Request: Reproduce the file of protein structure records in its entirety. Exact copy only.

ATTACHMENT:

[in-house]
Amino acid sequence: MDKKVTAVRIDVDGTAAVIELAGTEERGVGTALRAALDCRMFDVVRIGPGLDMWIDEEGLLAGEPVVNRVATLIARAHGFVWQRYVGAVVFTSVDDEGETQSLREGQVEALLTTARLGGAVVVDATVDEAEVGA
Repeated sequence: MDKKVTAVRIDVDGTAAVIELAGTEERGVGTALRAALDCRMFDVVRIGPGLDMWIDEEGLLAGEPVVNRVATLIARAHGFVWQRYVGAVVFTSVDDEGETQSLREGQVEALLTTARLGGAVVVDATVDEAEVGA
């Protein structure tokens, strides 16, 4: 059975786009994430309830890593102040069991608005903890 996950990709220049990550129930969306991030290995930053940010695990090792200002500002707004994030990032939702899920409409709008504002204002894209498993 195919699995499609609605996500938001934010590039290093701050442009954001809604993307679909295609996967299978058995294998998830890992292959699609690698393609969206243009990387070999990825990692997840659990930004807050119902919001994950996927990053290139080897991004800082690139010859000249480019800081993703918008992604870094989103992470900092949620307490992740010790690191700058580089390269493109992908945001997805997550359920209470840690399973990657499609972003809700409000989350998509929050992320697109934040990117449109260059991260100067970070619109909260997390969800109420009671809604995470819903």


[in-house]
Amino acid sequence: MDKKVTAVRIDVDGTAAVIELAGTEERGVGTALRAALDCRMFDVVRIGPGLDMWIDEEGLLAGEPVVNRVATLIARAHGFVWQRYVGAVVFTSVDDEGETQSLREGQVEALLTTARLGGAVVVDATVDEAEVGA
Repeated sequence: MDKKVTAVRIDVDGTAAVIELAGTEERGVGTALRAALDCRMFDVVRIGPGLDMWIDEEGLLAGEPVVNRVATLIARAHGFVWQRYVGAVVFTSVDDEGETQSLREGQVEALLTTARLGGAVVVDATVDEAEVGA
């Protein structure tokens, strides 16, 4: 059975786009994430309830890593102040069991608005903890 996950990709220049990550129930969306991030290995930053940010695990090792200002500002707004994030990032939702899920409409709008504002204002894209498993 195919699995499609609605996500938001934010590039290093701050442009954001809604993307679909295609996967299978058995294998998830890992292959699609690698393609969206243009990387070999990825990692997840659990930004807050119902919001994950996927990053290139080897991004800082690139010859000249480019800081993703918008992604870094989103992470900092949620307490992740010790690191700058580089390269493109992908945001997805997550359920209470840690399973990657499609972003809700409000989350998509929050992320697109934040990117449109260059991260100067970070619109909260997390969800109420009671809604995470819903």